Art & culture
At the bottom of Montjuïc, which you can also get to the top of comfortably with the cable car, you can find the “magical” Font Màgica fountain. Built for the opening of the World Fair, around 2,000 litres of water have been flowing out of the 3,000 jets there accompanied by music and coloured lights to create an extraordinary spectacle since 1929.
Old city walls and underground passageways are just as common in Barcelona as the awe-inspiring churches from the Middle Ages, for example the Església de Santa Maria del Mar or the La Seu Cathedral in the Gothic Quarter. Antoni Gaudí was a famous artist and icon of modern architecture, who used curved lines, natural shapes and complex decorations in his creations. His most famous work and symbol of the city is the La Sagrada Família church.
Even over 80 years after his death it is still not finished, but nevertheless it draws vast crowds of tourists. No wonder! Anyone, who sees the sandcastle-like towers with their ornate spires, the countless pillars inside which seem literally to be ascending to heaven and the magical stained glass windows, feels like they have been transported to another world.
Gaudí’s Park Güell will also seem like a fairytale world to you. When building it he followed the hilly landscape, creating lots of twisting paths through the park, roofs that look like icing and lots of mosaics, his speciality. The dragon fountain and the huge wavy terrace area suspended on pillars are all finished in colourful mosaic tiles.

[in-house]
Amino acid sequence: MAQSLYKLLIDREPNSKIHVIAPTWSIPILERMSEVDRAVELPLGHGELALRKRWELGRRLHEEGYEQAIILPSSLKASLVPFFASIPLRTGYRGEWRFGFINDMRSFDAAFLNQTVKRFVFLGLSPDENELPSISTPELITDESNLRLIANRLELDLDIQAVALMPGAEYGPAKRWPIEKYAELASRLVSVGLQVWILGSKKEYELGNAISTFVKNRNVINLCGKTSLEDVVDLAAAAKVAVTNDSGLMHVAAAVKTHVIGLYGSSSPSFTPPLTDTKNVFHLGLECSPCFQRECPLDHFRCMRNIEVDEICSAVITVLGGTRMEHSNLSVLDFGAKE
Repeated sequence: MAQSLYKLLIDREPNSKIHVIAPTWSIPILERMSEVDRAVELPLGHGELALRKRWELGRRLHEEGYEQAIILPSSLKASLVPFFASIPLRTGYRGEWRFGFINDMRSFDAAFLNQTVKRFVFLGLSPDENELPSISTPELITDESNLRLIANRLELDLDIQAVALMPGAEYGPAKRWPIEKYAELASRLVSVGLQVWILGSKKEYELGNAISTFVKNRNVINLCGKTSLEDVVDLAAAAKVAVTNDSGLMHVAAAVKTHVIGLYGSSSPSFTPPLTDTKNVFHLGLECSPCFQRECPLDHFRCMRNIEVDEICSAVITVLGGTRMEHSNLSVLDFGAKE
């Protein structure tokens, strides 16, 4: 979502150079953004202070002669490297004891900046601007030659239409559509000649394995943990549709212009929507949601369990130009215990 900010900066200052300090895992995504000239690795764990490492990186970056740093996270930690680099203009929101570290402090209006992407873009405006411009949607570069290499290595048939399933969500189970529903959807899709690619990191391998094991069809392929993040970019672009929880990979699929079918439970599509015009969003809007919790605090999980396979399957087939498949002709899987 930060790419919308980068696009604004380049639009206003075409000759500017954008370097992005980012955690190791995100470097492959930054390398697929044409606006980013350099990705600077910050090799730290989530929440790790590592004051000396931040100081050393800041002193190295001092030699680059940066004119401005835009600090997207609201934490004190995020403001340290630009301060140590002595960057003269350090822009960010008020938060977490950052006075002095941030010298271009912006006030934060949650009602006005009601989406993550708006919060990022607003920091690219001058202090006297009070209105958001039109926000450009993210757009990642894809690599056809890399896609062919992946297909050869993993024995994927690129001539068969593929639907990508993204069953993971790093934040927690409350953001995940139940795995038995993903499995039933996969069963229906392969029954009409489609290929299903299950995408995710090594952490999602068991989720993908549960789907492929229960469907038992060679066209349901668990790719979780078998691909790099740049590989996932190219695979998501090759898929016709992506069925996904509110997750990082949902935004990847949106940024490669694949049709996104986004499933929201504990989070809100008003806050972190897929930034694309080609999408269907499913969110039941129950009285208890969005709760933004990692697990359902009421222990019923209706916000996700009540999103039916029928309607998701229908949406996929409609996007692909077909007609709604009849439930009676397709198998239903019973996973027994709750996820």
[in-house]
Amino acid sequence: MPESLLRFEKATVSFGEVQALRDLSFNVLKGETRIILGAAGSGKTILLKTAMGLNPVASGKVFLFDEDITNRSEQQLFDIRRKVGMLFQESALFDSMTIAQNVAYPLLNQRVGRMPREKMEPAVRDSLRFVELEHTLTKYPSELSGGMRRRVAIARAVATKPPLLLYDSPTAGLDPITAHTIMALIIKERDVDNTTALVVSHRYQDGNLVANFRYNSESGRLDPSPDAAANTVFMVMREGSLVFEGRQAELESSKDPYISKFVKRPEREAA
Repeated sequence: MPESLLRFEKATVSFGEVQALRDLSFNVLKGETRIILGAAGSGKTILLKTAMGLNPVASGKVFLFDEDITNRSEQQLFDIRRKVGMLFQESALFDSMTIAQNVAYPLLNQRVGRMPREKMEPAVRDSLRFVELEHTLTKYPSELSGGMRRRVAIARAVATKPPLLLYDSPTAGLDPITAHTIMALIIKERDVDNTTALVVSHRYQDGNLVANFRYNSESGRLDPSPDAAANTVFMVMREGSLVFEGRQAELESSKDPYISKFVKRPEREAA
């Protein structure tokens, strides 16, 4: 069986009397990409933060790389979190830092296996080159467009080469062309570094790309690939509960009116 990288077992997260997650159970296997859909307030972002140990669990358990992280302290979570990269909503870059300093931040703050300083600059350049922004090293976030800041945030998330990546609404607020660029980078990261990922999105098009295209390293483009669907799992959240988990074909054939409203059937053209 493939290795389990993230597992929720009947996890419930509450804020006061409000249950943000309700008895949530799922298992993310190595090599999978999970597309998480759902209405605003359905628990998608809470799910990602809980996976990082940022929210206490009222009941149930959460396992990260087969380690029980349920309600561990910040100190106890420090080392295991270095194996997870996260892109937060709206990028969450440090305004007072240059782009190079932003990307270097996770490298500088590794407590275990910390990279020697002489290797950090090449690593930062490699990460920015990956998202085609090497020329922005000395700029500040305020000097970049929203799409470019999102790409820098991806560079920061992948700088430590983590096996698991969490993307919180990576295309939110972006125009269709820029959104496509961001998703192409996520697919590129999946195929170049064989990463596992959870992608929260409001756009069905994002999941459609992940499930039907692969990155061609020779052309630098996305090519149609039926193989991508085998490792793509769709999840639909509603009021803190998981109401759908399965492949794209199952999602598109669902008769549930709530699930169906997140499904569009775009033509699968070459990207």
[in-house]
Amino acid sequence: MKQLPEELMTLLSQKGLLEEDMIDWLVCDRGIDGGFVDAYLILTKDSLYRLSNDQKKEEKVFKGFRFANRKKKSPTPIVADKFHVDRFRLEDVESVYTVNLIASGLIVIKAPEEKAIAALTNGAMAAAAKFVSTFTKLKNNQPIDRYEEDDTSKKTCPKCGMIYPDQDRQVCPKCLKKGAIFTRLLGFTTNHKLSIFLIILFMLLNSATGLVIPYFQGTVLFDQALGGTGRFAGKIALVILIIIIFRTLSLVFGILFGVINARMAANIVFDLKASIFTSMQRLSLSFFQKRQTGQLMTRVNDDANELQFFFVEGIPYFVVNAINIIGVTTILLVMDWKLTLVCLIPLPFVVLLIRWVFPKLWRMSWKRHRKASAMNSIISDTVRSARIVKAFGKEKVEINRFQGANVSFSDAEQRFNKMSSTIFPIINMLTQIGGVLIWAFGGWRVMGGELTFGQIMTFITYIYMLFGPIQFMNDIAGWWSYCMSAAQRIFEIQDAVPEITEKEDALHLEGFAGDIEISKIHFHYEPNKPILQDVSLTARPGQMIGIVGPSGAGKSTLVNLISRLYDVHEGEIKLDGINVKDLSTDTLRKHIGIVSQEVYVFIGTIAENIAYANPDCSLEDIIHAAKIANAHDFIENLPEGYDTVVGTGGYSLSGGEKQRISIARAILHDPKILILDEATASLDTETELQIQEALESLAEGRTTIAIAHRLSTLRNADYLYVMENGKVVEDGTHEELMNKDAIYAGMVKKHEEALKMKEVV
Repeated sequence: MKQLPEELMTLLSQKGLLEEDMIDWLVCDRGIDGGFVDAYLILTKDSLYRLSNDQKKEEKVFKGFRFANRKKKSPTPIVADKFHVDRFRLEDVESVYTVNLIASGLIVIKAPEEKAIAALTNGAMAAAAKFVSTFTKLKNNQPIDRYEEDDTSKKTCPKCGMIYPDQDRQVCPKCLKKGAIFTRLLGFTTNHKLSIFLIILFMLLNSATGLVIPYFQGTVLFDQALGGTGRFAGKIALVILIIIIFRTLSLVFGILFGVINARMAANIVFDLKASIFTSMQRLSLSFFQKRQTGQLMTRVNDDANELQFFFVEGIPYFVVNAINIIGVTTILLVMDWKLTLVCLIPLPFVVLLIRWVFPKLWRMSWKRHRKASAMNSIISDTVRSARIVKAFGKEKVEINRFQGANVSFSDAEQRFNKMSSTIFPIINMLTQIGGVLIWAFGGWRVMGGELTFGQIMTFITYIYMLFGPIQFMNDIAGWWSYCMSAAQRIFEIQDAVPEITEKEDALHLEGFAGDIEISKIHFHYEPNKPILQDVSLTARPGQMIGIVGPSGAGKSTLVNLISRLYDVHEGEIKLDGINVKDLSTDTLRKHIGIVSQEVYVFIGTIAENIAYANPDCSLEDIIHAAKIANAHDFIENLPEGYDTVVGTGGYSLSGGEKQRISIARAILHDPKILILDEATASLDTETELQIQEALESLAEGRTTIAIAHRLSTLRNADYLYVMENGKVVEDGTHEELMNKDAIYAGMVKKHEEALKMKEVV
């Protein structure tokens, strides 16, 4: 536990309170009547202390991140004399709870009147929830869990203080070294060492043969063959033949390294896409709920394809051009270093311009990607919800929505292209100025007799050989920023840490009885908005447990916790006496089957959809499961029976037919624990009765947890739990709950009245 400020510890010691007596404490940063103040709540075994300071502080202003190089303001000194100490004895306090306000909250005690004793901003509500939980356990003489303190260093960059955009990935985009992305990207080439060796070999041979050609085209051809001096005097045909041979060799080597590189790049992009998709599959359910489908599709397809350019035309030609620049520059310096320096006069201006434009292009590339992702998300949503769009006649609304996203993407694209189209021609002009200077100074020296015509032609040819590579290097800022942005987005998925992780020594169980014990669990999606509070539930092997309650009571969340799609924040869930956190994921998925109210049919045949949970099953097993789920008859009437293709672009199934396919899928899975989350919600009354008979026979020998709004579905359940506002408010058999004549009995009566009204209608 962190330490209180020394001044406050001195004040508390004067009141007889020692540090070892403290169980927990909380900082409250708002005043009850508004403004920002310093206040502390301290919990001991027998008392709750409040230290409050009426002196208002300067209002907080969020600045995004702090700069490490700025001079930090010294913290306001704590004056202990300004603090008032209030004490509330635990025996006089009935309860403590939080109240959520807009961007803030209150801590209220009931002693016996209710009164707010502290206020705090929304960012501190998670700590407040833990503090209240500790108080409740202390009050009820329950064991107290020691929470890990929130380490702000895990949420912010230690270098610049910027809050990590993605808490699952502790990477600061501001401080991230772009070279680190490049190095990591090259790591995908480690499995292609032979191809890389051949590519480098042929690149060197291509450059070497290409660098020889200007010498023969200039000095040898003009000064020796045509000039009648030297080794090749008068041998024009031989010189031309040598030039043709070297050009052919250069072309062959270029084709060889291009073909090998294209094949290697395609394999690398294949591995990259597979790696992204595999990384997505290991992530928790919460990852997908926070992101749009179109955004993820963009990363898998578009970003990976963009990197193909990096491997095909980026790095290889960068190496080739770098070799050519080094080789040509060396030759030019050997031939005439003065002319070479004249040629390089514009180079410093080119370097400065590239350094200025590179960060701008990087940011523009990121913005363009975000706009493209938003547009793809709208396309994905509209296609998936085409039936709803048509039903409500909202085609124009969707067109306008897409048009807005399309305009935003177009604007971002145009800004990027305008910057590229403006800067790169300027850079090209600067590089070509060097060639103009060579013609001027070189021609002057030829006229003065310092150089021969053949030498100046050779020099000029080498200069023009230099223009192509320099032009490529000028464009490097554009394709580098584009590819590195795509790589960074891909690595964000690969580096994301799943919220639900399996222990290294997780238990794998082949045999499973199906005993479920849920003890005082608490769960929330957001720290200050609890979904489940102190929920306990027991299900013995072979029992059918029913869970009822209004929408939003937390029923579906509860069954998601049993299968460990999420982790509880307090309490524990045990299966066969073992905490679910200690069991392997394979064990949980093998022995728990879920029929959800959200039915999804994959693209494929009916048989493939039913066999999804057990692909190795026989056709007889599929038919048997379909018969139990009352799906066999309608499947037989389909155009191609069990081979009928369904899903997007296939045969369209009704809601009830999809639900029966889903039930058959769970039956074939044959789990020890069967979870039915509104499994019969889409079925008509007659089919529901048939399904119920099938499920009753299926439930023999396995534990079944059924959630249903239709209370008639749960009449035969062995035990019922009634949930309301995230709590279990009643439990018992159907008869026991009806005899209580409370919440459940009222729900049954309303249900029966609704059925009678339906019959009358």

The futuristic Torre Agbar skyscraper is even more modern, designed to represent a plume of water. 40 different colours of paint were used, upon which a skin of tiny little glass slats were fitted. By angling the slats and with the different light shining on it depending on the time of day, the light reflexes change constantly, like in a jet of water. The building is lit up at nighttime and switches between fire red, purple and blue.
Because its viewing platform is unfortunately not open to the public you have to look elsewhere. There is a little secret tip to be found in the El Carmel district of the city: an old bunker, now covered in graffiti, offers a spectacular view of the city.
Catalan cuisine is considered one of the best in Europe and is celebrated by the locals with two meals. Breakfast is usually just a coffee and a croissant before lunch from 2 pm and dinner from 9 pm onwards. Fresh seafood, diverse tapas and unusual combinations of fish and meat are just as much a part of the varied cuisine as bread rubbed with garlic and tomato and drizzled with olive oil, the unofficial Catalan national dish.
The vegetarian community has also been growing for some time and is for example well catered for in the slightly bizarre, but lovely Cat Bar with their veggie burger creations. You can also satisfy your hunger meat-free in Juicy Jones with their sandwiches, salads, tapas and fresh juices, as the name suggests.
If afterwards you fancy a spot of shopping you are in the right place in Barcelona. Carrer de Sants, the longest shopping street in Europe, offers designer shops, whilst the unique Riera Baixa is the perfect place to search through the inviting second hand shops and then admire the gems that you have discovered over a coffee in one of the enchanting old cafes.
At the largest and oldest flea market in the city, the Mercat Del Encants, you can rummage through over 500 stands, or go and try some local delicacies at the Mercat de la Boqueria, where not just housewives, but also top chefs go to shop.
If at the end of your break you walk along La Rambla and look at the street artists and the people sat in the cafes on the edge of the boulevard that leads down to the sea, make sure you stop off at the Font de Canaletes drinking fountain. People say that anyone, who drinks from it will return to Barcelona. And you are bound to want to return after your amazing trip!